Sylvia Williams – Director of the Smithsonian’s National Museum of African Art

African art scholar Sylvia H. Williams, directed the Smithsonian’s National Museum of African Art, 1983-1996, and was one of the few women, and the only African American woman, serving at the time as director of a major American museum.*

Sylvia Williams photo

Sylvia Williams directed installation of five inaugural exhibitions and more than 20 other exhibitions of traditional and modern art, including sculpture, photography, textiles and utilitarian objects. Under her direction, the museum acquired 845 works of art.*

Sylvia Williams exhibtion

A scholar of African art, Ms. Williams served as a curator in the Department of African, Oceanic and New World Cultures at the Brooklyn Museum before coming to Washington. In 1994-95 she was curator of the exhibition “Mohammed Omer Khalil, Etchings/Amir I. M. Nour, Sculpture.”**

Petra I
Petra I by Mohammad Omer Khalil 1989-1990 Etching and aquatint on paper. H x W: 90.1 x 60.3 cm (35 1/2 x 23 3/4 in.)

Sylvia Williams was a graduate of Oberlin College and received a master’s degree in art history from New York University. She also studied library science at Columbia University and French and German at the Ecole Practique de l’Alliance Francaise in Paris.****

In 1983, Williams received a Candace Award for History from the National Coalition of 100 Black Women.  In 1989, she was awarded an honorary Doctor of Humane Letters by Amherst College, and the following year (1990), she received an honorary Doctor of Fine Arts by Oberlin College.She served as president of the Association of Art Museum Directors (AAMD) from 1994-1995. (Award information below. See memorial information below.)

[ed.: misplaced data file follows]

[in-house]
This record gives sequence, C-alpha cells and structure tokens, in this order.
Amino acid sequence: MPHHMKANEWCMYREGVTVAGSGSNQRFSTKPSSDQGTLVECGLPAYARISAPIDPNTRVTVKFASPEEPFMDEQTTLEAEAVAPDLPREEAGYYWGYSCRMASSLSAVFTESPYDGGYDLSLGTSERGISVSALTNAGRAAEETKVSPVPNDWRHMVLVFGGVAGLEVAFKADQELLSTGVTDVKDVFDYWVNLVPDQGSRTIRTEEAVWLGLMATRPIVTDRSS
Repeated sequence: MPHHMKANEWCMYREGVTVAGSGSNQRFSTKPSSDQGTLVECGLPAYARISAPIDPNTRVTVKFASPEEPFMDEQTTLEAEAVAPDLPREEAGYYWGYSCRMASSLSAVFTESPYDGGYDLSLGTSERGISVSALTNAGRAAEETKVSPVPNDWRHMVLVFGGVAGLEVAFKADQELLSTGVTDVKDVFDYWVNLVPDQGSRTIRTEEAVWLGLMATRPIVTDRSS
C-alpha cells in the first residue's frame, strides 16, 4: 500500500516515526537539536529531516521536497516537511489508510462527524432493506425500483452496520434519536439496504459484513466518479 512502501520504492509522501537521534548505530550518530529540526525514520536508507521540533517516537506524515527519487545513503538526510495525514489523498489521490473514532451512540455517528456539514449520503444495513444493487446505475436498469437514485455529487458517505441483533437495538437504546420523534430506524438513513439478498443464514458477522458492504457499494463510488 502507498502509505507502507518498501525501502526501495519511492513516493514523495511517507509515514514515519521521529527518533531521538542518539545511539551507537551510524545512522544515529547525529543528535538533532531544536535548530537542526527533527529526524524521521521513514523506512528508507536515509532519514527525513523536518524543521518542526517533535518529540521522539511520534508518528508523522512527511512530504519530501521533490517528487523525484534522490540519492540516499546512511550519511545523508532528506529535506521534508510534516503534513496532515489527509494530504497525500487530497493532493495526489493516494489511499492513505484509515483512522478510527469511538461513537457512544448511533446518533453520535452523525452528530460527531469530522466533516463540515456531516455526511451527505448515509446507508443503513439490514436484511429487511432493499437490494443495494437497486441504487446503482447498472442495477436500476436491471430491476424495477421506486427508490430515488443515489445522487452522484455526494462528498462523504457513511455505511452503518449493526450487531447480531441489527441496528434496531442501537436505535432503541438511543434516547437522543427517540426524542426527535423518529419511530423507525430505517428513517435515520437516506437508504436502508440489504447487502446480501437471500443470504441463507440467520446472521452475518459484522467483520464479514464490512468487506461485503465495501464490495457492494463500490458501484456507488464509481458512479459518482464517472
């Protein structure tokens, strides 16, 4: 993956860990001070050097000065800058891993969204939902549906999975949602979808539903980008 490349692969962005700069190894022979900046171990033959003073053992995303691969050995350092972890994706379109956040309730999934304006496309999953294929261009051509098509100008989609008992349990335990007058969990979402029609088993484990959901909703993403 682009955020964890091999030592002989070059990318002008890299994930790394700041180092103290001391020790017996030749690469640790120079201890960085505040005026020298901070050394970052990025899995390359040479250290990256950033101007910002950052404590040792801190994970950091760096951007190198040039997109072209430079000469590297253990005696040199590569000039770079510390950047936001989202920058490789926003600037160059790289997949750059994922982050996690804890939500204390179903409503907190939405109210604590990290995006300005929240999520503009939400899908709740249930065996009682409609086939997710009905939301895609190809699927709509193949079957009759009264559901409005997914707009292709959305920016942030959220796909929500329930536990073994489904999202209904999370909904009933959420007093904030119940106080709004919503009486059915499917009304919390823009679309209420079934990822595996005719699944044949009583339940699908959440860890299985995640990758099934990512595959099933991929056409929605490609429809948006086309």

Art Image: Petra I by Mohammad Omer Khalil

Currently not on display found at*** ****


Candace Award:


Perlik, William (March 9, 1996). “Memorial Minute, Sylvia Hill Williams class of ’57, ’90 honorary trustee”. Oberlin Alumni Magazine (OAM). Oberlin College.


Contemporary Graphics essay in African Art as Philosophy 

David C. Driskell, Michael D. Harris, Wyatt Macgaffey, and Sylvia H. Williams, Astonishment and power, Washington: Published for the National Museum of African Art by the Smithsonian Institution Press, 1993.

Sylvia Williams Papers: The papers of Sylvia H. Williams primarily document her role as a curator at the Brooklyn Museum of Art, 1971-83, and as Director of the National Museum of African Art at the Smithsonian Institution, 1983-96.  The biographical files, correspondence, clippings, writings, and awards and diplomas provide documentation concerning her education, her interest in art and African Art, her work at the Brooklyn Museum and the Smithsonian Institute, and her accomplishments as a successful African-American woman.  A farewell card, signed by the staff members of the Brooklyn Museum, illustrates the respect and affection that Williams received from her colleagues and friends.

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